So What’s an Iona Poem?

San Juan Capistrano

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Return of the Swallows

I wonder where the swallows go
until they wing
back to San Juan Capistrano
in early spring.
I’ve missed them flitting in and out
with disregard
to other birds who fly about
the big courtyard.
I always welcome their return
and hope they stay
and yet I know that they will yearn
to fly away.
Until they disappear once more
I’ll listen to
them sing their song as birds of yore
once did
like swallows do.

© 2015 Freeda Baker Nichols
The IONA form contains alternating lines of iambic tetrameter and iambic dimeter (exception: line 4 of verse 4 is monometer and is unrhymed). It rhymes a,b,a,b,c,d,c,d,e,f,e,f,g,h,g,x,h.

This is my very first Iona poem!  Just now created and it may have some errors. Maybe you’ve noticed that my recent poems have been patterns in alphabetical order. I started with an Amphion and have progressed to this one, the letter I, which is an Iona form. Books that guide me are “Poetry Patterns” by Mary Harper Sowell, and “Pathways for the Poet” by Viola Jacobson Berg.  Both of these outstanding how-to-write poetry books are out of print. They are a great tool for beginning poets. I ordered “Pathways for the Poet” from an out of print list a few years ago. “Poetry Patterns” is no longer available. It was published by Mary Sowell, who is deceased.  She was an exceptional Arkansas poet, my cousin and good friend.

        poet's tools

poet’s tools

To Rake the Leaves — Day Five NaPoWriMo

English: A leaf rake and a pile of leaves in a...

The March wind did not come in March, instead
it came today.
It blew and whistled like a loggerhead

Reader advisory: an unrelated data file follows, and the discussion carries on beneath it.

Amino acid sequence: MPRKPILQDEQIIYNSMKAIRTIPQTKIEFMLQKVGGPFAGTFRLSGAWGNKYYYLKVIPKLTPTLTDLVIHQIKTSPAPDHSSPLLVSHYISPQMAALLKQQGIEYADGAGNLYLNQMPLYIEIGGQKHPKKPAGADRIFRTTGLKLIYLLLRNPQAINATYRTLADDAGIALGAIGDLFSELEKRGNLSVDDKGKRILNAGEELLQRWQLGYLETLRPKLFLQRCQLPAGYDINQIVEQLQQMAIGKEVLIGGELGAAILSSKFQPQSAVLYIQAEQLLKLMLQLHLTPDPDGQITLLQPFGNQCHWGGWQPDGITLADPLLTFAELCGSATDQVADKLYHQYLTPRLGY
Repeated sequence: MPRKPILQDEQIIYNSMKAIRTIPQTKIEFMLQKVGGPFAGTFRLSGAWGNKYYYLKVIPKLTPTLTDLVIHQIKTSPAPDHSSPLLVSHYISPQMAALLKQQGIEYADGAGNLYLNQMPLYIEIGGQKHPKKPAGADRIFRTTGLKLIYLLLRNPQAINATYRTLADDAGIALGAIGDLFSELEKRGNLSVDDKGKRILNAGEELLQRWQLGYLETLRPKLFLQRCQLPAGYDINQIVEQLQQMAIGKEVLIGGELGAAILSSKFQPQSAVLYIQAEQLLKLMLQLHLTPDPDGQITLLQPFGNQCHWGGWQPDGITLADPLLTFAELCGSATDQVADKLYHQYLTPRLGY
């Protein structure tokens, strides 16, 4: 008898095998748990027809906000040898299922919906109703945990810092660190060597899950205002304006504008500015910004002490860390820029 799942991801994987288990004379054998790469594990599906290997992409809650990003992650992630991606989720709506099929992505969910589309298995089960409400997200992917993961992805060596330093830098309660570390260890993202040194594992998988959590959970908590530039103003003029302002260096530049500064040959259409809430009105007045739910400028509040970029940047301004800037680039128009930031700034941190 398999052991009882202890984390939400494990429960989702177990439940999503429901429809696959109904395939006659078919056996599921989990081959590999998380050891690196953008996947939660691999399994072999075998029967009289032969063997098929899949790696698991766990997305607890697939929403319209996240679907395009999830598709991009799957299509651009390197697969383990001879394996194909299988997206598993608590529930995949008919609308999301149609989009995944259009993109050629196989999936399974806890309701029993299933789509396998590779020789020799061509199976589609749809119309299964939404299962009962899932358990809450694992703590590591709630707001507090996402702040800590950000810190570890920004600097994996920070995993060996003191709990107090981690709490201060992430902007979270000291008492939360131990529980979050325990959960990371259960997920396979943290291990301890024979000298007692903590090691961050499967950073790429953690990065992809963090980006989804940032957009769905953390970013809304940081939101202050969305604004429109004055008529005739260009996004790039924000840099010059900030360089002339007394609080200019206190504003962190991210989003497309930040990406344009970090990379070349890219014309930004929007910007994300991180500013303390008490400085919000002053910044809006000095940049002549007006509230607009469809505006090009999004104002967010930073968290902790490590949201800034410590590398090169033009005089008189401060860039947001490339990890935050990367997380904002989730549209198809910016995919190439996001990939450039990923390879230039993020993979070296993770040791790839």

or donkey’s bray.
I tried so hard to rake decaying leaves.
Each time I tried
the wind kicked up and that caused me to sneeze
until I cried.
I threw the rake aside to wait for wind
to cease to blow
and when it did I looked about and grinned.
Where did they go?
Those leaves! Not even one left on the ground.
March wind is the best help that I’ve found.

Copyright, 2013, Freeda Baker Nichols

Unwanted Hickory Nut

Ripe hickory nuts ready to fall, Andrews, SC

Ripe hickory nuts ready to fall, Andrews, SC (Photo credit: Wikipedia)

A hickory nut
damp in February snow
hugged the ground
that shielded roots
of its mother tree.

No squirrel
to crack the nut. No one to
choose it for toppings on pies.
Alone, it embraced
the cold earth.

Snow melted. Sun dried
the hickory nut. March wind–
cutting like a lion’s tooth–whistled
and puffed until topsoil
buried the little nut.

April sun,
warm as an iron, heated
on a wood-burning stove,
pointed to earth
with white-hot rays.

Delicate and pea green,
sheltered by arms of the
mighty mother tree, a tiny
hickory shoot peeked shyly
from its shell.

c Copyright, 2013, Freeda Baker Nichols